Ohio Farm Bureau Small Scale Food Business Guide

The Census of Agriculture, released by USDA every five years, helps to tell the story of agriculture at the farm level.

The latest data shared from the 2022 census shows a scenario that farmers are very familiar with: turning adversity into success.

As an example, updated statistics show that although Ohio realized a loss in the number of farms in 2022 compared to 2017, total sales from those farms jumped from $9 billion in 2017 to over $15 billion in 2022. Plus, despite the obstacles it takes to get started, more people are wanting to be a part of this great way of life. In fact, the number of producers across the state is higher, with new and beginning farmers growing by over 5,000 between this census and the last.

Those new to the industry are finding out what more experienced farmers have learned over the years. This business has highs and lows, and predicting when each will happen is anything but a science.

After a couple of years of remarkable yields and very favorable prices, the tide has turned and it could be more of a tsunami. Looking ahead at U.S. farm income for 2024, USDA is projecting a $70 billion deficit compared to 2022, making it what could be the largest two-year decline in history. However, even with these sharply lower projections, the farm economy will see levels well above the 10-year average, putting the recent strength of our industry into perspective.

It is not a rosy picture, and the resiliency and resourcefulness of farmers will once again be put to the test. For some, a tightening of the belt will be the answer. For others, diversifying what they produce and who they grow their products for will be the key to success.

Direct-to-consumer marketing has become a greater source of income for many of our members in recent years. To that point, the census revealed that over $90 million was added to Ohio agriculture’s bottom line in 2022, an over $10 million jump from 2017, and farms using local and regional markets to sell their goods have more than doubled during that time frame.

This edition of Our Ohio features our members who work face-to-face with their customers, and highlights new resources developed for direct marketers, including Ohio Farm Bureau’s Small-Scale Food Business Guide. This issue of the magazine also offers insights and tips from our partners at Nationwide and The Ohio State University. We hope you find the information valuable as we all work together to navigate the challenges that farmers have so naturally been good at turning into opportunities.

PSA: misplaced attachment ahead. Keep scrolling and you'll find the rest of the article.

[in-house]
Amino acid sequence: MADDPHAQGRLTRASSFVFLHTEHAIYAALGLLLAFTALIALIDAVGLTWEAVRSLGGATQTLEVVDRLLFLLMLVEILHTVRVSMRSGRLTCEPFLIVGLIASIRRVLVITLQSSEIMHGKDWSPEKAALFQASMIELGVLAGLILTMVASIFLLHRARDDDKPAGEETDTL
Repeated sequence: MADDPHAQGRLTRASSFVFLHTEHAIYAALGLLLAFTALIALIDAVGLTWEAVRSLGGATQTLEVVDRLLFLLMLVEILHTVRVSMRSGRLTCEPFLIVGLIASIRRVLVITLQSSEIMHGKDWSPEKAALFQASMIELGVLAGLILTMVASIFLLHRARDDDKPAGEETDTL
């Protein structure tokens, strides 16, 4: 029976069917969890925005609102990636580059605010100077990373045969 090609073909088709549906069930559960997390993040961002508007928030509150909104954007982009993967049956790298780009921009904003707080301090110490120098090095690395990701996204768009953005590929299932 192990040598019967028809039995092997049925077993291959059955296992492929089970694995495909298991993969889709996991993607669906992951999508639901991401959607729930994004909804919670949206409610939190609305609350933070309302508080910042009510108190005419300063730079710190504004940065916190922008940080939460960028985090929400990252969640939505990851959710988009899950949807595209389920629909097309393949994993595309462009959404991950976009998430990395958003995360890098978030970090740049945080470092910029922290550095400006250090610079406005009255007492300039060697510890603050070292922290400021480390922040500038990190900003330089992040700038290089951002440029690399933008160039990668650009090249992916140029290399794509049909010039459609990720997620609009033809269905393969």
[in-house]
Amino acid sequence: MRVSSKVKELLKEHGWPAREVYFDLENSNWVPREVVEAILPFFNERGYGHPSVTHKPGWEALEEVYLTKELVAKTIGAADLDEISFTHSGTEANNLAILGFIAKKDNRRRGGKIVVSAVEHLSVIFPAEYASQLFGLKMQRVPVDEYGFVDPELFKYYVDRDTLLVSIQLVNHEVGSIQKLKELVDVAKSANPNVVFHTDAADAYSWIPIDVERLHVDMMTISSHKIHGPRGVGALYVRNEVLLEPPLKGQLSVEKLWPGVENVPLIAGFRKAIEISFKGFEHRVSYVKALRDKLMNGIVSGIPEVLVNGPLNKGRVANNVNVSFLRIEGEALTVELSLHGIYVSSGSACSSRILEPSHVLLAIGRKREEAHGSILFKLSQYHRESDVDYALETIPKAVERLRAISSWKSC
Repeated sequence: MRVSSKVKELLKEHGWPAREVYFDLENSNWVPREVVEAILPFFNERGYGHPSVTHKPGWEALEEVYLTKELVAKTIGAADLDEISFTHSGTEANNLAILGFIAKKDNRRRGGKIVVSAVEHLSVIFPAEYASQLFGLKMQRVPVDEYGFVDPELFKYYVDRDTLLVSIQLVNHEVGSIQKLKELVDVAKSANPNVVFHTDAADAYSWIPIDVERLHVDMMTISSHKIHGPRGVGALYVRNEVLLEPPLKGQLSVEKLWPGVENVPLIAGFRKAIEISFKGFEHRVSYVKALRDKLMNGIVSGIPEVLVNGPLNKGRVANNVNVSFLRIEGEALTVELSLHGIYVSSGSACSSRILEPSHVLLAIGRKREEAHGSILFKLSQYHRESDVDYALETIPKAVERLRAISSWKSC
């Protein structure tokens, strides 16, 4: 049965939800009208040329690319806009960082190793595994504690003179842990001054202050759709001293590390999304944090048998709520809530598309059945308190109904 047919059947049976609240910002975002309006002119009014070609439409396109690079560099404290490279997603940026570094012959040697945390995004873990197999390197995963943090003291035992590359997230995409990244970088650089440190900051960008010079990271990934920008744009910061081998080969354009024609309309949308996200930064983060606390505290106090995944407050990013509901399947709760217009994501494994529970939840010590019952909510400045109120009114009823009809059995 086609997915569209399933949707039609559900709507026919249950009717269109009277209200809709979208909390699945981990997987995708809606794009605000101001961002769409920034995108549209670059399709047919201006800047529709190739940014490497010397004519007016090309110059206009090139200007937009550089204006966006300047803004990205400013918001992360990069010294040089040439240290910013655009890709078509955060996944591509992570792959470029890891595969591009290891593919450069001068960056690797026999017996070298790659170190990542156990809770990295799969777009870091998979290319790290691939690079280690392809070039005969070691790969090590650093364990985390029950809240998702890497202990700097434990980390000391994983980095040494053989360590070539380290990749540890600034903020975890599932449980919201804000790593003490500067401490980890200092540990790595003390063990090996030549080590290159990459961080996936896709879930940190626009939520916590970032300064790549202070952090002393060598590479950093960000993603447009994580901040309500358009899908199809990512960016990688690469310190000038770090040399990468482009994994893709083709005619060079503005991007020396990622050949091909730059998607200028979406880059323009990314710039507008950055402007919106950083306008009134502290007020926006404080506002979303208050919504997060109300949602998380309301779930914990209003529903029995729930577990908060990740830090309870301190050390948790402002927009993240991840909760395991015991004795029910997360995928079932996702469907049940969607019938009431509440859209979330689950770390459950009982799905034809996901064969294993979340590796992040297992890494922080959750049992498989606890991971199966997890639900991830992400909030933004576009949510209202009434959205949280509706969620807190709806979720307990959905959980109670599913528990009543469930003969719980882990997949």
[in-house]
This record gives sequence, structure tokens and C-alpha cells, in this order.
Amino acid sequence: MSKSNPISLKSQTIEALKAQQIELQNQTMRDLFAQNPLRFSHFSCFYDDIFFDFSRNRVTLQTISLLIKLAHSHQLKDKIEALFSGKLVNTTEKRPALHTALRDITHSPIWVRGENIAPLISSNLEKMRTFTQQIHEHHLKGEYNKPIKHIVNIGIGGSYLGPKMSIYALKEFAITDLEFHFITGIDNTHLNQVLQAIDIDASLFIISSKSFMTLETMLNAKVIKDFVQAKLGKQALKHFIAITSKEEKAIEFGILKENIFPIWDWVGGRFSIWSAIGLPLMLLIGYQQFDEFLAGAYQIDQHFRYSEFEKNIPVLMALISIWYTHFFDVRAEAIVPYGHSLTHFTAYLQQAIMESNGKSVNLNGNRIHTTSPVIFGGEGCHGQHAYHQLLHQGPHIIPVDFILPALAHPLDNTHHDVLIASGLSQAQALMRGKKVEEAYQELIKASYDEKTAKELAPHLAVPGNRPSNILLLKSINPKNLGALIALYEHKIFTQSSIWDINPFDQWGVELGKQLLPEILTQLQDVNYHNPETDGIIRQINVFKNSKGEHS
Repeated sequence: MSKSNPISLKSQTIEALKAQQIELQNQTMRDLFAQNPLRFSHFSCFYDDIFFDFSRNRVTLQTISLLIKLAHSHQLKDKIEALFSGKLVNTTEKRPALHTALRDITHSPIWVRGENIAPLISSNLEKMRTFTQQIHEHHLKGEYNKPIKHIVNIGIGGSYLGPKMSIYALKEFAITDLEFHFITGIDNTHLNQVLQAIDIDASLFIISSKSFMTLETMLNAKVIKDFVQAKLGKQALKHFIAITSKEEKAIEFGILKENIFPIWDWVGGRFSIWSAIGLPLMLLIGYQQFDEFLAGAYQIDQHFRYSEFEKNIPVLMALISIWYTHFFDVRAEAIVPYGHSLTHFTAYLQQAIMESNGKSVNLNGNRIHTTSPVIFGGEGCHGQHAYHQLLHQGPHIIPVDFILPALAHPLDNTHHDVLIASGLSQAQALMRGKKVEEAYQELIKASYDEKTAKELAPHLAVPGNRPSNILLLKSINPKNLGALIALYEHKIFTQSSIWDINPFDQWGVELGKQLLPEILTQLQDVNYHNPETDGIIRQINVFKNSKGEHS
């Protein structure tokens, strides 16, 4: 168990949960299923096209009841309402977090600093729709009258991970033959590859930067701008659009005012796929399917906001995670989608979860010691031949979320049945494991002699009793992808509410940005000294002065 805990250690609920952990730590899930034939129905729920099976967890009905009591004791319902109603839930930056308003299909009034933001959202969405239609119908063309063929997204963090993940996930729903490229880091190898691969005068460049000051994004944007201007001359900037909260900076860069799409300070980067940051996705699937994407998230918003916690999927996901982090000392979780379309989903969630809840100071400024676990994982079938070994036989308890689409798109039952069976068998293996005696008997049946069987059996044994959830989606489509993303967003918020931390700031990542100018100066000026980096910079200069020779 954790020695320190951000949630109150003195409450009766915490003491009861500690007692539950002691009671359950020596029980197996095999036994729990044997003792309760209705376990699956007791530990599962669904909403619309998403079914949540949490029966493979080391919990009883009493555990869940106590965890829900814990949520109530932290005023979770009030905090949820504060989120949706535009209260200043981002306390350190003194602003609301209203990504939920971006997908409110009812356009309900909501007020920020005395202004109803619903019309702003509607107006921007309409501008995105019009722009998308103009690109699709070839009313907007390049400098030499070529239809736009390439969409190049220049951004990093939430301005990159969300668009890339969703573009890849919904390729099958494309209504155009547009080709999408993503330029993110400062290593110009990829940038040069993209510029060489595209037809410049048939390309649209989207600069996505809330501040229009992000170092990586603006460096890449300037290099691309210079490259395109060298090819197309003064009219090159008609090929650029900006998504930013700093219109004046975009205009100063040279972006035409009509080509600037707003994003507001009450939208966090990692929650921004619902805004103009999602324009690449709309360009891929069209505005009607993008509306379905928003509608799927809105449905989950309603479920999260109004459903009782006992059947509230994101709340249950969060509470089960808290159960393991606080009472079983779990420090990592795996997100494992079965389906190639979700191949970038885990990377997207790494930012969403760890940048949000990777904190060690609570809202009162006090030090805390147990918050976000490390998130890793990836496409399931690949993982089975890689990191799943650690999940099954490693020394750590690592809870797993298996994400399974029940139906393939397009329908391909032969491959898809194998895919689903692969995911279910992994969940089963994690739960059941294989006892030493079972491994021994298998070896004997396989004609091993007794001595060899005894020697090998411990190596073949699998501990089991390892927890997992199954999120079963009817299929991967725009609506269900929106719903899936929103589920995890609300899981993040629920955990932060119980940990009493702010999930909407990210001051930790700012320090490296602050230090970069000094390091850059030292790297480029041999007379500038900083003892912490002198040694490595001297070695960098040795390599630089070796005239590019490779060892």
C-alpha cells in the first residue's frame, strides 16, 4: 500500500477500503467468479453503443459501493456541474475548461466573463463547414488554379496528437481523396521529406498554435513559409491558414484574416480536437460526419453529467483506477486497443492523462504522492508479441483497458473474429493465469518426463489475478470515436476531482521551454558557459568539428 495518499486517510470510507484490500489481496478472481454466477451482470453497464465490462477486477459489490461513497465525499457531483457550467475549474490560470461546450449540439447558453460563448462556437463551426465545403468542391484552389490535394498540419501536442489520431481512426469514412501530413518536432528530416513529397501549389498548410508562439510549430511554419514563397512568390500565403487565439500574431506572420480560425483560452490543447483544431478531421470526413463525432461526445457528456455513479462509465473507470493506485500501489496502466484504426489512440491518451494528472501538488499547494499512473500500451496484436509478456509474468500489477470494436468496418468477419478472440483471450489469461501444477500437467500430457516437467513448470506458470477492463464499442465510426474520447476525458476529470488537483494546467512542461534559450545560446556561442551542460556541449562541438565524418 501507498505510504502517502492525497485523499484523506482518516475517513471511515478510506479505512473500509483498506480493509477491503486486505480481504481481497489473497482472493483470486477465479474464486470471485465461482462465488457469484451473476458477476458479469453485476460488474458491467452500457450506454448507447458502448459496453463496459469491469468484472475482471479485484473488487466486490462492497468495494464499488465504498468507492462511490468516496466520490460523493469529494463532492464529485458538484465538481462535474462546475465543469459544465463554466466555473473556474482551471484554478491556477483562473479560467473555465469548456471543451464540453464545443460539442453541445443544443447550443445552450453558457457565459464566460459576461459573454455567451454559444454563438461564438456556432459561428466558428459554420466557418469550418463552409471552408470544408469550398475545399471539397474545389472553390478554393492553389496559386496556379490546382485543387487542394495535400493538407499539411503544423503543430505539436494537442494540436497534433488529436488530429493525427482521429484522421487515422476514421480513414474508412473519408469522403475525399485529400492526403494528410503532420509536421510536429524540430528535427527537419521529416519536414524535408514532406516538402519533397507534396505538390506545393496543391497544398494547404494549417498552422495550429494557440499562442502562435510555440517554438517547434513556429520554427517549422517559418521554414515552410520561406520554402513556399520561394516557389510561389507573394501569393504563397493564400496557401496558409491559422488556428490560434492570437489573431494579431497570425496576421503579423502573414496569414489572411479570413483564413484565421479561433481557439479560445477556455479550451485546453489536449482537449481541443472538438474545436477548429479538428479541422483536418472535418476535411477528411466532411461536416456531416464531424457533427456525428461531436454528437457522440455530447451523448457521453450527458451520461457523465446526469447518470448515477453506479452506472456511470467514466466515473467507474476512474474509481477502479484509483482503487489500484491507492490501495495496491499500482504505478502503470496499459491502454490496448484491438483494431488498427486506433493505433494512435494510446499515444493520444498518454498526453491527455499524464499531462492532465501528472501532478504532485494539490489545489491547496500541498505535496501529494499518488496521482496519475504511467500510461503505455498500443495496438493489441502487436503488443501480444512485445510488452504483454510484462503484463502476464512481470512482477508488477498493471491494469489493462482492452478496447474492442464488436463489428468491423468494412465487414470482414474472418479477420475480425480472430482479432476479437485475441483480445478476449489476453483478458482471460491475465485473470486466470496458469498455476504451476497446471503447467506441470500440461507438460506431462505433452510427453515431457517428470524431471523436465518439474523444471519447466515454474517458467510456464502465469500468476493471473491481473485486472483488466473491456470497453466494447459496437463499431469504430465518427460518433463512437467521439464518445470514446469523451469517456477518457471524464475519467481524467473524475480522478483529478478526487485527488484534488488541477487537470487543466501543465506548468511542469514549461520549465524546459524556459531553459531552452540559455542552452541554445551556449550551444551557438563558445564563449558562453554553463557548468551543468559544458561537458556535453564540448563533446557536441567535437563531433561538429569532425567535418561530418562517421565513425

Labor has always been an issue, mainly because we are a seasonal operation. So that's a challenge finding somebody who only wants to work three months out of a year, sometimes up to six months.
Mandy Way's avatar
Mandy Way

Way Farms

Farm Labor Resources
I appreciate the benefit of having a strong voice in my corner. The extras that are included in membership are wonderful, but I'm a member because of the positive impact to my local and state agricultural communities.
Ernie Welch's avatar
Ernie Welch

Van Wert County Farm Bureau

Strong communities
I see the value and need to be engaged in the community I live in, to be a part of the decision-making process and to volunteer with organizations that help make our community better.
Matt Aultman's avatar
Matt Aultman

Darke County Farm Bureau

Leadership development
Farm Bureau involvement has taught me how to grow my professional and leadership experience outside of the workforce and how to do that in a community-centric way.
Jaclyn De Candio's avatar
Jaclyn De Candio

Clark County Farm Bureau

Young Ag Professionals program
With not growing up on a farm, I’d say I was a late bloomer to agriculture. I feel so fortunate that I found the agriculture industry. There are so many opportunities for growth.
Jenna Gregorich's avatar
Jenna Gregorich

Coshocton County Farm Bureau

Growing our Generation
Knowing that horticulture is under the agriculture umbrella and having Farm Bureau supporting horticulture like it does the rest of ag is very important.
Jared Hughes's avatar
Jared Hughes

Groovy Plants Ranch

Groovy Plants Ranch
If it wasn't for Farm Bureau, I personally, along with many others, would not have had the opportunity to meet with our representatives face to face in Washington.
Austin Heil's avatar
Austin Heil

Hardin County Farm Bureau

Washington, D.C. Leadership Experience
So many of the issues that OFBF and its members are advocating for are important to all Ohioans. I look at OFBF as an agricultural watchdog advocating for farmers and rural communities across Ohio.
Mary Smallsreed's avatar
Mary Smallsreed

Trumbull County Farm Bureau

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